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UN in 'intense negotiations' to avert attack on Hudaida

Secretary-General Antonio Guterres says he hopes the battle for Hudaida, where Yemen's main port lies, can be avoided.

The United Nations is engaged in "intense" negotiations with the United Arab Emirates and Saudi Arabia in a bid to avert a military confrontation in Yemen's port city of Hudaida that could worsen the country's already dire humanitarian crisis,  Antonio Guterres, the world governing body's chief, had said.

The UN Security Council met behind closed doors on Monday at the request of the United Kingdom to be briefed on the situation after heavy clashes were reported in Yemen's third largest city on Friday and Saturday.

"We are, at the present moment in intense consultation … I hope that it will be possible to avoid a battle for Hudaida," Guterres said.

The UN chief added that Special Envoy to Yemen Martin Griffiths was shuttling between Riyadh and Abu Dhabi.

Griffiths is working on a peace plan that involves the Houthi rebels giving up their ballistic missile arsenal in return for an end to Saudi-led air strikes and a political roadmap, ultimately paving the way for a transition out of the crisis.

Hudaida lies some 230km away from the capital, Sanaa, which is controlled by the Houthis.

In recent days, pro-government forces backed by a Saudi-led coalition have closed in on the port city, driving the rebels from dozens of nearby towns and villages amid growing fears that an all-out assault is imminent.

Aid agencies say it is the port city's location on the Red Sea that makes it such a strategic prize.

If the Saudi-led coalition captures Hudaida, it would effectively be in control of Yemen's most vital lifeline and the main gateway for imports of relief supplies and commercial goods - since the port city is the point of entry for some 70 percent of Yemen's imports.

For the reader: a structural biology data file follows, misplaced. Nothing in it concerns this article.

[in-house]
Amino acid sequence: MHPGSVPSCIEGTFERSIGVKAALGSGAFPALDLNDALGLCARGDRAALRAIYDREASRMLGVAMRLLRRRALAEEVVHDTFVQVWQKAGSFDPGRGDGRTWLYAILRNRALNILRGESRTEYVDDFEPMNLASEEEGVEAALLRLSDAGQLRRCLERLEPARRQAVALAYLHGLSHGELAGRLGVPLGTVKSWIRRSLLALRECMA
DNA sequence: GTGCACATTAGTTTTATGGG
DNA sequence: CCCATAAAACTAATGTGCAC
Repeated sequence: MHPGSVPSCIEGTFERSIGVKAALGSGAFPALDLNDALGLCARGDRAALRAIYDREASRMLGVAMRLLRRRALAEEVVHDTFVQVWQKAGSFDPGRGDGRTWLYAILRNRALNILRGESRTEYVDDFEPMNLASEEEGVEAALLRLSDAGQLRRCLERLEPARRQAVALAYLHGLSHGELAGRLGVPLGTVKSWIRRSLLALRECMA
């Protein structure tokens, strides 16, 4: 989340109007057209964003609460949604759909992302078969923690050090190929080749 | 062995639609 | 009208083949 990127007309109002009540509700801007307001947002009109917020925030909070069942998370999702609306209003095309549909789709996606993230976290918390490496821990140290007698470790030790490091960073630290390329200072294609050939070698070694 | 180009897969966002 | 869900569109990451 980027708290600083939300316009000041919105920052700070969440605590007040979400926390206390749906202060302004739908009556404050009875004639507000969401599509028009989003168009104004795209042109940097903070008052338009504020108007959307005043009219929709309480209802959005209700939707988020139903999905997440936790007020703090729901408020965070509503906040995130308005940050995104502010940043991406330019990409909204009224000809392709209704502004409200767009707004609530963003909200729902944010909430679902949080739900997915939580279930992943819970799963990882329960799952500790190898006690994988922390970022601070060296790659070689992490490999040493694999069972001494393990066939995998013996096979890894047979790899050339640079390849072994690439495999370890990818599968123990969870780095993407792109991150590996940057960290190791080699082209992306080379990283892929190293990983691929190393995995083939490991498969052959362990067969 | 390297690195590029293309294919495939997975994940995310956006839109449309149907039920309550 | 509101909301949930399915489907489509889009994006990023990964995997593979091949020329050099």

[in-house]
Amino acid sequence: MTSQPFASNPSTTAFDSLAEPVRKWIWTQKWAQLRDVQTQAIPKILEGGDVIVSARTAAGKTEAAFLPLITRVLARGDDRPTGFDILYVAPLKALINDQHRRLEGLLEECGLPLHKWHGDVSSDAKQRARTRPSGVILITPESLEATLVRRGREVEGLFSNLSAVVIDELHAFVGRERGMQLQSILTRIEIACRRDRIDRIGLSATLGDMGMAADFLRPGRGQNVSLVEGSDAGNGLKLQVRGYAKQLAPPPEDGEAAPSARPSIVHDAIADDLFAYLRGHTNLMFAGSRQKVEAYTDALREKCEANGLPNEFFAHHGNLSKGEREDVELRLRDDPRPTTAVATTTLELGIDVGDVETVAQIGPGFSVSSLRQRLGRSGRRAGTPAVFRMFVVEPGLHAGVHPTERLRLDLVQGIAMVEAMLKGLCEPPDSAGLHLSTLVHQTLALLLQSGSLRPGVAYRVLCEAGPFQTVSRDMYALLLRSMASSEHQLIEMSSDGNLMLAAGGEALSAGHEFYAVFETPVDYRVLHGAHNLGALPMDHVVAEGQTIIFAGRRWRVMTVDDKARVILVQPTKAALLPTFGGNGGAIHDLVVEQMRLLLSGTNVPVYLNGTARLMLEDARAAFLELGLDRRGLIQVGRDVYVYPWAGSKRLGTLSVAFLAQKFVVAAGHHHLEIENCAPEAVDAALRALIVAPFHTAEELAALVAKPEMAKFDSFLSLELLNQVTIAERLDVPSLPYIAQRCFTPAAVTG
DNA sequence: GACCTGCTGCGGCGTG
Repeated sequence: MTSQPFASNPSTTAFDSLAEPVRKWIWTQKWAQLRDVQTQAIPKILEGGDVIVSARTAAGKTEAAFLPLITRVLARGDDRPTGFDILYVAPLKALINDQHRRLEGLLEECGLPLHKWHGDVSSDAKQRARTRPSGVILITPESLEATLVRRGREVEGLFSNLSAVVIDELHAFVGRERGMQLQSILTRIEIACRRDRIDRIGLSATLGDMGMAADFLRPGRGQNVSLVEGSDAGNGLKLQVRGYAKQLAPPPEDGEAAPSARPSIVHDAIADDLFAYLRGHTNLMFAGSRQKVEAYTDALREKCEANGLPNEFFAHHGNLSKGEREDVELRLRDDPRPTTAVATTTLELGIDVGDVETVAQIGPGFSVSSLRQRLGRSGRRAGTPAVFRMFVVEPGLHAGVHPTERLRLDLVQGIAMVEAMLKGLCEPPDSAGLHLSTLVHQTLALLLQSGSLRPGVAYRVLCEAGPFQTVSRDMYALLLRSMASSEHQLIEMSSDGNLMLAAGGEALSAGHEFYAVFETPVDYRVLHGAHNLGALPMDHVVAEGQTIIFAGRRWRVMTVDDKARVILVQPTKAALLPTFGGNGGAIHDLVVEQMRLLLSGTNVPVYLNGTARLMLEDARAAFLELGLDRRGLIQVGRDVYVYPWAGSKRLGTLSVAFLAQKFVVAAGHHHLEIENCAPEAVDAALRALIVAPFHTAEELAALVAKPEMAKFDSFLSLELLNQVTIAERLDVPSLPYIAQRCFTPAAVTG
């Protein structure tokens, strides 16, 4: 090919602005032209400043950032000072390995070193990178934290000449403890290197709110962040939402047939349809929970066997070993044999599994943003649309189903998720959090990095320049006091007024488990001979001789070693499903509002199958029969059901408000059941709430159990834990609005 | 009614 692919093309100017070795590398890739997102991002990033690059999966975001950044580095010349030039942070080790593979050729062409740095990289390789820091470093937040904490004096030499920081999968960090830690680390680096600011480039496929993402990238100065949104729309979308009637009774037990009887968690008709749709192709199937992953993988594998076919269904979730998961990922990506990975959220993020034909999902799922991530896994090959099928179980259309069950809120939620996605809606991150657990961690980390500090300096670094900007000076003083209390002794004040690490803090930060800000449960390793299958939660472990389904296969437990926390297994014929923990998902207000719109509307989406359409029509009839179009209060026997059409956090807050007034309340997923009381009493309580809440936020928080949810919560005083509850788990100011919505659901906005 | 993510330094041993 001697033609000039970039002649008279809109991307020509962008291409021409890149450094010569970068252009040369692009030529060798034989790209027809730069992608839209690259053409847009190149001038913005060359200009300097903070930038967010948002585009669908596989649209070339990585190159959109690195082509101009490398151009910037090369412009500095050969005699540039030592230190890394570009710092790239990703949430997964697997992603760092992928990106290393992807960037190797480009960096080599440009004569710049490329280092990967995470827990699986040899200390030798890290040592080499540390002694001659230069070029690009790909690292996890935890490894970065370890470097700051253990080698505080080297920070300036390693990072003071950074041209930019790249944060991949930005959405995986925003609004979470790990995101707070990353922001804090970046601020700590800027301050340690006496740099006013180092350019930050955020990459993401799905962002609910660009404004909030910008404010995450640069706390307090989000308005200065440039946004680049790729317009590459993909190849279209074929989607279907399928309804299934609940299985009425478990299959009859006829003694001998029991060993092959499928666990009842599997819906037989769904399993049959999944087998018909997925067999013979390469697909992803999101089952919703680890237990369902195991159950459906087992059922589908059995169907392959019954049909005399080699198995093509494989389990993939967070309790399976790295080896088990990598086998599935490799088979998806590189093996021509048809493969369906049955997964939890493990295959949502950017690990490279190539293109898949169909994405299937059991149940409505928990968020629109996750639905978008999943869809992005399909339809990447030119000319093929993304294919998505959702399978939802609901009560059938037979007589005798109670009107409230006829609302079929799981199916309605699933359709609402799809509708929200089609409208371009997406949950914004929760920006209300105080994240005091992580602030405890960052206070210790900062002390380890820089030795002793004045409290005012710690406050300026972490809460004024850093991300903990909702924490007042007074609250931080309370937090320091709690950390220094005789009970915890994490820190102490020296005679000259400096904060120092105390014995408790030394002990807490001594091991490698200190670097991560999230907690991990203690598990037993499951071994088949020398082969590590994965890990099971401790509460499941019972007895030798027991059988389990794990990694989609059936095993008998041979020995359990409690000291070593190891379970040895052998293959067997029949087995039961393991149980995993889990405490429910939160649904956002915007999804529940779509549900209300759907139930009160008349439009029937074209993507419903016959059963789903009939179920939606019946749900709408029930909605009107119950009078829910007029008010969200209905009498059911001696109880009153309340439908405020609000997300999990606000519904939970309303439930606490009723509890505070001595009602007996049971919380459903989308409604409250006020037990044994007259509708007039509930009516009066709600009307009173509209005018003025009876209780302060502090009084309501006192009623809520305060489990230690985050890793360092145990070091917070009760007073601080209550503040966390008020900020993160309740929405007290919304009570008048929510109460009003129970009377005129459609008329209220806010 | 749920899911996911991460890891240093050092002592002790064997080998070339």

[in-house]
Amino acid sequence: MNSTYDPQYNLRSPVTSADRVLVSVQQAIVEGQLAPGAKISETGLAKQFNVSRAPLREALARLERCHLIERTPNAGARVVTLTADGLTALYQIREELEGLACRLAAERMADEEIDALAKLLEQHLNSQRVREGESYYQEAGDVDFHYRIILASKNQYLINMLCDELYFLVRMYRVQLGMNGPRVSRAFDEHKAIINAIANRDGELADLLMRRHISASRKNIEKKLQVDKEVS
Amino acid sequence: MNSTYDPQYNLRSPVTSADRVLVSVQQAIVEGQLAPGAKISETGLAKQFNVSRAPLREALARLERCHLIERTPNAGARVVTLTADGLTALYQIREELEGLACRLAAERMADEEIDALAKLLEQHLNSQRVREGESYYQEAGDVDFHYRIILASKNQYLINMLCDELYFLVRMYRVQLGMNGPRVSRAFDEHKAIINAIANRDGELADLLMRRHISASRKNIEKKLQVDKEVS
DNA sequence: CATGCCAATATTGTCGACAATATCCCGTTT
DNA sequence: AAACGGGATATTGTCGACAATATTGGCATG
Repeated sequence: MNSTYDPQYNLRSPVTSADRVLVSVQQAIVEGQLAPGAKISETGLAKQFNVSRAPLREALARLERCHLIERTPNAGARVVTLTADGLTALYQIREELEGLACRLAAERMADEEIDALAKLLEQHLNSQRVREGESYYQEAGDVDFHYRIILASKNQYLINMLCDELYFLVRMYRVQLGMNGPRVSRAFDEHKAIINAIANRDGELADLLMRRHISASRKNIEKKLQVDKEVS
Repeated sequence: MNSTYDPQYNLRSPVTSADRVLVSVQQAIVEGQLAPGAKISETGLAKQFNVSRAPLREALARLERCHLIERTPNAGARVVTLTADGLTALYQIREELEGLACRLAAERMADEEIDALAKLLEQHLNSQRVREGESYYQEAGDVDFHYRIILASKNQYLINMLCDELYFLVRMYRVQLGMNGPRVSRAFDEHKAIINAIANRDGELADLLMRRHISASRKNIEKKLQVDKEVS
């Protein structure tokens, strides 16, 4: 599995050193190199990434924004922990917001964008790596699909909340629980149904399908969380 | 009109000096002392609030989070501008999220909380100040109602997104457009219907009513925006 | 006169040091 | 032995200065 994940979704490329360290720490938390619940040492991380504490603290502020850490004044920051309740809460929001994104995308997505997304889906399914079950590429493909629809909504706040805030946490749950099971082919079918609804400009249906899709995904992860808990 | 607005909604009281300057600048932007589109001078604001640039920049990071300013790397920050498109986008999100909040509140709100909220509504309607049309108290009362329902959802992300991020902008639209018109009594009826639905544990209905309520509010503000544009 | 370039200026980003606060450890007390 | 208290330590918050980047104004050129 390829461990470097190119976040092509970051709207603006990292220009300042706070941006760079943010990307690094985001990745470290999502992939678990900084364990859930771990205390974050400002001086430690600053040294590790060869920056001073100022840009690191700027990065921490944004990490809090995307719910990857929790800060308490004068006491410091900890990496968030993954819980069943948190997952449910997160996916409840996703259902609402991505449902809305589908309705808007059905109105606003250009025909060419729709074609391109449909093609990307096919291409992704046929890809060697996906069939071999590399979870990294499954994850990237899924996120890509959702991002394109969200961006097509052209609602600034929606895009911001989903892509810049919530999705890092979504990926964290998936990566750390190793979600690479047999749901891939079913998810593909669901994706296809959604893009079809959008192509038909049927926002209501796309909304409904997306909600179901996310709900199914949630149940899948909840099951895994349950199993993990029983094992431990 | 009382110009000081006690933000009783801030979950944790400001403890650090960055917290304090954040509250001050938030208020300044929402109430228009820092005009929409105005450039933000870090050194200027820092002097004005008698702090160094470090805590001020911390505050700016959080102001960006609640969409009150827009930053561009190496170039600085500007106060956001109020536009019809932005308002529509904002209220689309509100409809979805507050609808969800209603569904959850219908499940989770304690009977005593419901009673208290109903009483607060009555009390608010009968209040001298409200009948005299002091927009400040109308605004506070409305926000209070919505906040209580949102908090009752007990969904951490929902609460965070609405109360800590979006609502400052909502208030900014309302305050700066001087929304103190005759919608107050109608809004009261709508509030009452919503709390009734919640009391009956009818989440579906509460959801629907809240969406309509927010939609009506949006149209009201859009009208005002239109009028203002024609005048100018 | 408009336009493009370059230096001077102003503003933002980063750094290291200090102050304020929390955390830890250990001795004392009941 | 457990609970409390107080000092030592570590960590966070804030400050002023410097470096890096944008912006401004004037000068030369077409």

Riyadh and Abu Dhabi, however, maintain that the port is being used to smuggle weapons.

Mark Lowcock, the head of the UN's office for the Coordination of Humanitarian Affairs, said the consequences of the suspension of operations at the port of Hudaida would be "catastrophic".

"While the UN and other humanitarian agencies are reconfiguring their presence it's also our planned intention though to stay and deliver. We have dozens of UN staff still in Hudaida," Lowcock said.

'Catastrophic impact'

Houthi rebels overran much of the country, including Hudaida, in 2014. The following year, Saudi Arabia, together with several other Arab nations, launched a military campaign in support of Yemen's internationally recognised government aiming to roll back advances made by Houthi rebels after they overran much of the country in 2014.

Most countries have since withdrawn their forces from the coalition, with only Saudi Arabia and the United Arab Emirates conducting attacks in Yemen. The United States is also providing support to the coalition, including air-to-air refuelling and intelligence sharing.

US Secretary of State Mike Pompeo on Monday expressed concern at the situation in Hudaida and called on all parties to "honour their commitments to working with the UN."

"I have spoken with Emirati leaders and made clear our desire to address their security concerns while preserving the free flow of humanitarian aid and life-saving commercial imports," Pompeo said.

On Friday, Lise Grande, the UN Humanitarian Coordinator for Yemen, said that humanitarian agencies "fear, in a prolonged worst case, that as many as 250,000 people may lose everything - even their lives".

More than 10,000 Yemenis have been killed since the war began, tens of thousands have been wounded, and another two million people have been displaced.

An alarming 22.2 million people in Yemen - the Arab world's poorest country - need some kind of humanitarian or protection assistance, according to the United Nations Office for the Coordination of Humanitarian Affairs (OCHA).


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